Kidney cancer or renal cell carcinoma cancer usually occurs in older people and accounts for about 2 to 3% of cancers in adults, affecting about twice as many men and women. This tumor begins in the cells, which is in the lining of the small tubes within the kidneys. Kidney carcinomas rarely strike young adults as well as children. The exceptions are a form of pediatric cancer called Wilms’ tumor, and some forms of hereditary kidney tumors, such as Von Hippel-Lindau disease.
What Causes Kidney Cancer?
The causes are not known, however, external factors, such as smoking and obesity have been associated with the increase in renal cell carcinoma. Changing environmental factors, as well as the aging population has been in correlation with the increase of this form of cancer.
Signs and Symptoms
Kidney cancer symptoms are often overlooked because tumors usually grow slowly and isn’t suspected until the patient begins to experience symptoms such as blood in urine, pain, tiredness, and a palpable mass. Since back pain is common among people over 40 years of age, such pain is often ignored and the presence of cancer might go undetected. This type of cancer may also cause high blood pressure.
The risk of getting kidney cancer is four times higher if a close relative has had the disease. Being on dialysis for many years is also a risk factor when it comes to kidney cancer. People who have had bladder cancer are more likely to develop kidney cancer. About 3% of kidney cancer patients have inherited a damaged gene that will make it likely for the cancer to also form in their second kidney.
Not smoking is the most effective way to prevent kidney cancer. It’s estimated that the elimination of smoking would reduce the rate of renal pelvis cancer by one-half and the rate of renal cell carcinoma by one-third.
Other factors that may decrease the risk of kidney tumors include maintaining a normal body weight, a diet that is high in fruits and vegetables, especially in bananas and root vegetables such as carrots, maintaining normal blood pressure, and limited exposure to environmental toxins.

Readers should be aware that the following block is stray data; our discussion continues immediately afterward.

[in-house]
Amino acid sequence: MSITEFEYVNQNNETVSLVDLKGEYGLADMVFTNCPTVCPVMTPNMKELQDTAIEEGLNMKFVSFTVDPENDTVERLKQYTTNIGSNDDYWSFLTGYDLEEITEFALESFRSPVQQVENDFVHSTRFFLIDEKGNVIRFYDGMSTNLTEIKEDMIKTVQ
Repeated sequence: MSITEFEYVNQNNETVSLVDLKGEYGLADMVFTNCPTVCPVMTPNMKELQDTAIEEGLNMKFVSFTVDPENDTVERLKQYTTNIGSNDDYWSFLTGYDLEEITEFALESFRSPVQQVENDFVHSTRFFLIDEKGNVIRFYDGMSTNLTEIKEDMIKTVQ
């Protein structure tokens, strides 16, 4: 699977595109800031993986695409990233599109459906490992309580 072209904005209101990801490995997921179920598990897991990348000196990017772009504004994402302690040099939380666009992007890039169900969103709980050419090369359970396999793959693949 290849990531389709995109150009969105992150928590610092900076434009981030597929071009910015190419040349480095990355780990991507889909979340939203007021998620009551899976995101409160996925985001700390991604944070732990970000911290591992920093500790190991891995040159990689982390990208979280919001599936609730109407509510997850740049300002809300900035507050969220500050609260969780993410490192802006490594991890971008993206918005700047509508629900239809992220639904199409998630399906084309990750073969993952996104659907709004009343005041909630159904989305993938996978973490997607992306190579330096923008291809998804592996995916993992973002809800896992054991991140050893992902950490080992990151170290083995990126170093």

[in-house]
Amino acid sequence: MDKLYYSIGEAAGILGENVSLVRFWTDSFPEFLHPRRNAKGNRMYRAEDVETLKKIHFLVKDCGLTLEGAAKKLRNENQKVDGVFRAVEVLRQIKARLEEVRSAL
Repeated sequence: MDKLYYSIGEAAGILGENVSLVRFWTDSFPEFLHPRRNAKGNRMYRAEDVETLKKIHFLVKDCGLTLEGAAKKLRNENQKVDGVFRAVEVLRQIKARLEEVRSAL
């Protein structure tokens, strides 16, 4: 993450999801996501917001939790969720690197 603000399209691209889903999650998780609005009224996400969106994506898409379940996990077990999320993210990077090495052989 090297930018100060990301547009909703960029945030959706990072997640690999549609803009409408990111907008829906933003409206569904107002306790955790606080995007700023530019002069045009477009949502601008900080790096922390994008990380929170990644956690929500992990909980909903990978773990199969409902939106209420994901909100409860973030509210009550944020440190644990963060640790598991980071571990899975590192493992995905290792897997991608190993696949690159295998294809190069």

Diagnosing Kidney Cancer
Cancer of the kidney is most commonly detected with computed tomography (CT) scan, ultrasound, or magnetic resonance imaging (MRI). Cystoscopy can rule out associated bladder cancer. Kidney cancer cells may also break away from the original tumor and spread (or metastasize) to other parts in the body such as the lymph nodes, bones or lungs, with about one-third of cases showing metastasis at that time of diagnosis.
Types of Renal Cell Carcinoma Cancer
Almost 85% of this tumor is said to be renal cell carcinomas. A less common type of kidney cancer is papillary carcinoma. Other rare kidney cancers include renal sarcoma, collecting duct carcinoma, medullary, and chromophobe carcinomas.
Radical nephrectomy with or without the removal of lymph nodes offers the only cure but treatment of kidney malignancies may include surgery, arterial embolization, radiation therapy, biological therapy, or chemotherapy – depending upon the time of the disease and the patient’s overall health.
Nephrectomy or removal of the entire organ including the adrenal gland, adjacent lymph nodes, and surrounding normal tissue has been the norm, but recent research shows that removal of just the tumor produces similar survival rates and offers less chance of subsequent renal failure in selected cases.
Scientists are also now able to isolate the gene responsible for VHL disease. This discovery offers exciting future possibilities for improved diagnosis as well as treatment of some kidney tumors. Various combinations of interleukin-2, interferon, and other biologic agents and even vaccines developed from cells removed from the kidney cancer are also being investigated.
With prompt and appropriate treatment, the renal carcinoma cancer mortality rate is fairly low. Unfortunately, this type of cancer has a tendency to spread early, especially to the lungs, sometimes before the symptoms even start to show. The five-year survival rate is said to be around 90-95% for tumors less than 4 cm. For bigger tumors limited to the kidney without venous attack, survival is still generally great at 80-85%. In the event that it has metastasized to the lymph hubs, the 5-year survival is around 5 % to 15 %. In the event that it has spread metastatically to different organs, the 5-year survival rate is under 5 %.
An important factor for those with this form of cancer and for that matter with all cancers is that assertive patients who actively work to overcome cancer often increase the odds of survival, live longer, and enjoy life more.
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